LAL Deficiency (Lysosomal Acid Lipase Disease) & Wolman Disease patient support
Synageva BioPharma Corp. has initiated clinical studies to evaluate SBC-102 as an enzyme replacement therapy (ERT) for Lysosomal Acid Lipase (LAL) Deficiency. LAL Deficiency has early and late onset forms commonly referred to as Wolman Disease or Cholesteryl Ester Storage Disease (CESD) respectively, and affects infants, children and adults.
One study will evaluate the safety, tolerability and effect of SBC-102 on growth and survival in infants who have early onset LAL Deficiency (Wolman Disease). Early onset LAL Deficiency is an autosomal recessive genetic condition and is characterized by profound growth failure, and liver failure and is usually fatal in the first year of life.
Another study will evaluate the safety, tolerability, and pharmacokinetics of SBC-102 in people who have late onset LAL Deficiency (CESD). Late onset LAL Deficiency is characterized by an enlarged liver, persistently abnormal liver function tests (LFTs) and elevated cholesterol levels. Some patients may also have an enlarged spleen. Many of the symptoms of late onset LAL Deficiency are common to patients with other liver conditions. Untreated, CESD may lead to cirrhosis, liver failure and death.
As LAL Deficiency is rare, Synageva is also conducting Natural History studies to gather more information to better understand the disease.
For more information about the studies for patients with LAL Deficiency, please contact the clinical trials team: (firstname.lastname@example.org or 781-357-9900) or visit www.clinicaltrials.gov (search term “synageva”).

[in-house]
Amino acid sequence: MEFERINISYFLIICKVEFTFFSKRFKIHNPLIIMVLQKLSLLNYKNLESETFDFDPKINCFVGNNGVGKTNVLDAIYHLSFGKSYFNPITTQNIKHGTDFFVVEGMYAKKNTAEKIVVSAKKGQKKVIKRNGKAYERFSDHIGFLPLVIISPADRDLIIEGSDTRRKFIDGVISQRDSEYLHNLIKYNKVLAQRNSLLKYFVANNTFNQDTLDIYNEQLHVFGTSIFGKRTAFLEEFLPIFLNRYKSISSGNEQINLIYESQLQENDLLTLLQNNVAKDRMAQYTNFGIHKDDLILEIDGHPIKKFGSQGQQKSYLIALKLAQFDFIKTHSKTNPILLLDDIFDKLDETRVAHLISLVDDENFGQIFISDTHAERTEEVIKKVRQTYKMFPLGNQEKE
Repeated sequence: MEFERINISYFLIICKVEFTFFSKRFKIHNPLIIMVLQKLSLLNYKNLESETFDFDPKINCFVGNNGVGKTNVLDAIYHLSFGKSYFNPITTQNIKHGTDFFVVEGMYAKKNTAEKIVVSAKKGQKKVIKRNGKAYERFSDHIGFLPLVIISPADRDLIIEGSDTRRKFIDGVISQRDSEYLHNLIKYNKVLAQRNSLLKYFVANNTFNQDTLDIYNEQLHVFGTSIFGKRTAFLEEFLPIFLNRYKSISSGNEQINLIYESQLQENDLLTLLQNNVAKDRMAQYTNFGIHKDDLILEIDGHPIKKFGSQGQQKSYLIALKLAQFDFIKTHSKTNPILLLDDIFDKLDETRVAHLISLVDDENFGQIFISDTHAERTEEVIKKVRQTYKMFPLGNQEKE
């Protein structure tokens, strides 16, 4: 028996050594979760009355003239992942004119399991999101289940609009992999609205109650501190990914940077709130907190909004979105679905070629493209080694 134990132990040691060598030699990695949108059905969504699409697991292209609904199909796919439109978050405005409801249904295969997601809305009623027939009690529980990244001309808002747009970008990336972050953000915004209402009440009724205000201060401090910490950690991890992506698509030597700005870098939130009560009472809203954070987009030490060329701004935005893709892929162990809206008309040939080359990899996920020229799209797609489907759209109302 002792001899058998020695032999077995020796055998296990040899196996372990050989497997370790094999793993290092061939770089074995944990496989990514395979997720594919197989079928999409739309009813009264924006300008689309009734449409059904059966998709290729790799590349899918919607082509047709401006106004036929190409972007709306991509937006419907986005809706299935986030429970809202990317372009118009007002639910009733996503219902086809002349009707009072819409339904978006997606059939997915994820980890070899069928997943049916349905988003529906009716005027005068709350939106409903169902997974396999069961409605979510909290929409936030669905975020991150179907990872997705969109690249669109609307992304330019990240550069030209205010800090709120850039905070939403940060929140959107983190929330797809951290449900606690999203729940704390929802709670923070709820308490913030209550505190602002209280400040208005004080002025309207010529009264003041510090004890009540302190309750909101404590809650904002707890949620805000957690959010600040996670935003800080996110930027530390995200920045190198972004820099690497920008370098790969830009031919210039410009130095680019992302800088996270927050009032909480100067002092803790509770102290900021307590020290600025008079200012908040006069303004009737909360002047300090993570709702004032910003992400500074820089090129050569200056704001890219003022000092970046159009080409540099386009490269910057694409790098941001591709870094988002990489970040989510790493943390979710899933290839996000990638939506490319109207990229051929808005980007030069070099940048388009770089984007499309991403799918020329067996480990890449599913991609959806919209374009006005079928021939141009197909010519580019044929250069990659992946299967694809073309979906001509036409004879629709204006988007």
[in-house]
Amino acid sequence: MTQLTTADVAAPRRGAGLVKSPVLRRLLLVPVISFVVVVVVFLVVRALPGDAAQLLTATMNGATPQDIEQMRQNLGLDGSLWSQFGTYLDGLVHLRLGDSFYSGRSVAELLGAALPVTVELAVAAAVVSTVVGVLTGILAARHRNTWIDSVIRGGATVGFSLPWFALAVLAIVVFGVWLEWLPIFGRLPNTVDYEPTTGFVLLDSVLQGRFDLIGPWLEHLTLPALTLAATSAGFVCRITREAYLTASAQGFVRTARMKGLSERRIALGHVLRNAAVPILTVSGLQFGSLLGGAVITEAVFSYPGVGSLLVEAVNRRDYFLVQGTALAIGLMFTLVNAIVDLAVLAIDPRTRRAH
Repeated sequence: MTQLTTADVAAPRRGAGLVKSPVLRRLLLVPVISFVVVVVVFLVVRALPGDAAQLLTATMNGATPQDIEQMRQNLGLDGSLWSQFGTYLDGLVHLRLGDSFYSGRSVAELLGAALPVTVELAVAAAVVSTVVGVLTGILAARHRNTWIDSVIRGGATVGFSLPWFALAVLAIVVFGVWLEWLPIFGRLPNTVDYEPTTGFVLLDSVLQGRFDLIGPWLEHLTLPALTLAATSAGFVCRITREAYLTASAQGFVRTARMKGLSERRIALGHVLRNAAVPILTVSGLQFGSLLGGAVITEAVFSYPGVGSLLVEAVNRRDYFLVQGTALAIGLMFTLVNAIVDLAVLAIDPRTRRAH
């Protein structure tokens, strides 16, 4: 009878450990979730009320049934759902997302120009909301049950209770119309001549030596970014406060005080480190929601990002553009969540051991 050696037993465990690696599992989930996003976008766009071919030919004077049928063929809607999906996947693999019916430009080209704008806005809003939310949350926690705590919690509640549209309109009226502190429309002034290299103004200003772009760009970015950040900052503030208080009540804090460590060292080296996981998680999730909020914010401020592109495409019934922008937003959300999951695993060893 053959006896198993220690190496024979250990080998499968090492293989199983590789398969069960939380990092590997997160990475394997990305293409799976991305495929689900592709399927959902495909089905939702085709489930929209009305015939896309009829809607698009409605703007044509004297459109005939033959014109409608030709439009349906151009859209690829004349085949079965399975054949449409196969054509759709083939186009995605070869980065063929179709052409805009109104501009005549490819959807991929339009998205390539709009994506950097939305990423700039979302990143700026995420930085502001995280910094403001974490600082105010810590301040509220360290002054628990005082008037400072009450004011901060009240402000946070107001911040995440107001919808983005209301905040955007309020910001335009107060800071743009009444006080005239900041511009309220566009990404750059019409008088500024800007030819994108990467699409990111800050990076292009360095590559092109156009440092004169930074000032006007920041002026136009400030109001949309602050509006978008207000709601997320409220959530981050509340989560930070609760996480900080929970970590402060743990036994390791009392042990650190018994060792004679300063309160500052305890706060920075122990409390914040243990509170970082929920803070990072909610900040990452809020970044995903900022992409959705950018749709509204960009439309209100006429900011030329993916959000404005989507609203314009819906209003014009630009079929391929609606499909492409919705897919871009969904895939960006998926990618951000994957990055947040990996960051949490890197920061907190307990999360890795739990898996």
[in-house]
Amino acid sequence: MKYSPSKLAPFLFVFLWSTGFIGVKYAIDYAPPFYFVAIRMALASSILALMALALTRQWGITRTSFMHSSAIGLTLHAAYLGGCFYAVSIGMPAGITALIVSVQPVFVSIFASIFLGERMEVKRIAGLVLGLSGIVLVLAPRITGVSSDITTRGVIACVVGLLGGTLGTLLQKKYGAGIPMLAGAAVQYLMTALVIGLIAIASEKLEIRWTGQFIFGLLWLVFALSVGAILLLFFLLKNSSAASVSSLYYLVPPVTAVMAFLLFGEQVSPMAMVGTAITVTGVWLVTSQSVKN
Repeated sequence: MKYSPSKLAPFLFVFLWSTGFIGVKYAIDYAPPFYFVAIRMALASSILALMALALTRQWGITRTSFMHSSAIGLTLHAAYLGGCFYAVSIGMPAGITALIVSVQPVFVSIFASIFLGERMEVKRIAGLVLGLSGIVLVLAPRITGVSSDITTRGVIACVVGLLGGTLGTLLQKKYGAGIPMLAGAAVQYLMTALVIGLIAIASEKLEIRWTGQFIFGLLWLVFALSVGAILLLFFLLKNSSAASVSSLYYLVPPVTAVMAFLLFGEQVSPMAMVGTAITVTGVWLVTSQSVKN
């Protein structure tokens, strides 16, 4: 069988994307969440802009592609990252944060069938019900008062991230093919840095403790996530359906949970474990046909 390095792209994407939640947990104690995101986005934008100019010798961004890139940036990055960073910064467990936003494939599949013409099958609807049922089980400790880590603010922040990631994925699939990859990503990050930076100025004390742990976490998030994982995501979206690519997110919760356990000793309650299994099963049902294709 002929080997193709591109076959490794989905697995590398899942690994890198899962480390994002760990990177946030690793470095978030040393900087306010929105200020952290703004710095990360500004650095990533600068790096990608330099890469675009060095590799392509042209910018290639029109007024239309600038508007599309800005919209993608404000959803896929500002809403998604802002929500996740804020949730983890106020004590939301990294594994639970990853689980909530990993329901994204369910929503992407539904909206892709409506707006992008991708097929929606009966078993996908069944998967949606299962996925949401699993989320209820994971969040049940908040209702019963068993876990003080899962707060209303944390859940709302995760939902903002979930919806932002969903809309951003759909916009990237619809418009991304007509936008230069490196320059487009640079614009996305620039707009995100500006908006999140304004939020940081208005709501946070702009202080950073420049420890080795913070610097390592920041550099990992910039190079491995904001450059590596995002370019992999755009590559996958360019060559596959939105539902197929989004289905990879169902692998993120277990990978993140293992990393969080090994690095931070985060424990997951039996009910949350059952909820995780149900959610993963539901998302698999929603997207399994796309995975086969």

Additional information about clinical trials can be found through the LAL Solace Clinical Trial Page at: http://www.centerwatch.com/trials/default.aspx?OrderID=5792
A New Test for Lysosomal Acid Lipase Deficiency using Dried Blood Spots
Lysosomal acid lipase deficiency (LAL deficiency) is an inherited disorder of the enzyme
acid lipase. The enzyme is contained within a compartment of human cells called the lysosome – so is known as ‘lysosomal acid lipase’. The severe form of the disorder is Wolman disease and results in illness in young babies. Cholesterol Ester Storage Disease presents later in life in older children through to adults and this form of the disorder is more common. Both forms of disorder are probably under-diagnosed with many patients with LAL deficiency going undetected.
Dried Blood Spots
A new test for LAL deficiency has recently become available which allow patients suspected of having the disease to be screened more easily. The test uses a small amount of blood spotted on to a Newborn Screening Card and can be used by the laboratory to test for the enzyme deficiency. These samples are called Dried Blood Spots – or DBS. Newborn Screening Cards are not a new idea. Every baby is tested about six days after birth using Newborn Screening Cards for a number of inherited disorders. The baby has a heel-prick performed and a small amount of blood is put on the card and left to dry. The card is sent to specialised Newborn Screening Laboratories to check for a small number of relatively common inherited disorders – PKU is an example of this.
Current laboratory tests